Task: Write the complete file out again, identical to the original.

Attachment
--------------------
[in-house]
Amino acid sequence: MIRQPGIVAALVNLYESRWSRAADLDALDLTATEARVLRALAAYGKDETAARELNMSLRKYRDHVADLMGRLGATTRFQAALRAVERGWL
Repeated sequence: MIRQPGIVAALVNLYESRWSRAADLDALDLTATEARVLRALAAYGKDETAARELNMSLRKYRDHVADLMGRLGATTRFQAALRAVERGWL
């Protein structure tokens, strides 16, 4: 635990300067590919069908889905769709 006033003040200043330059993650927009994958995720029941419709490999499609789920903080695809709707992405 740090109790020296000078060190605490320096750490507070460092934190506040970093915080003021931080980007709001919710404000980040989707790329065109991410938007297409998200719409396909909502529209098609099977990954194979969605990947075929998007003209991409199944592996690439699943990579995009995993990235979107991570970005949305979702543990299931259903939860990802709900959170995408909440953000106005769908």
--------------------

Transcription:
[in-house]
Amino acid sequence: MIRQPGIVAALVNLYESRWSRAADLDALDLTATEARVLRALAAYGKDETAARELNMSLRKYRDHVADLMGRLGATTRFQAALRAVERGWL
Repeated sequence: MIRQPGIVAALVNLYESRWSRAADLDALDLTATEARVLRALAAYGKDETAARELNMSLRKYRDHVADLMGRLGATTRFQAALRAVERGWL
């Protein structure tokens, strides 16, 4: 635990300067590919069908889905769709 006033003040200043330059993650927009994958995720029941419709490999499609789920903080695809709707992405 740090109790020296000078060190605490320096750490507070460092934190506040970093915080003021931080980007709001919710404000980040989707790329065109991410938007297409998200719409396909909502529209098609099977990954194979969605990947075929998007003209991409199944592996690439699943990579995009995993990235979107991570970005949305979702543990299931259903939860990802709900959170995408909440953000106005769908």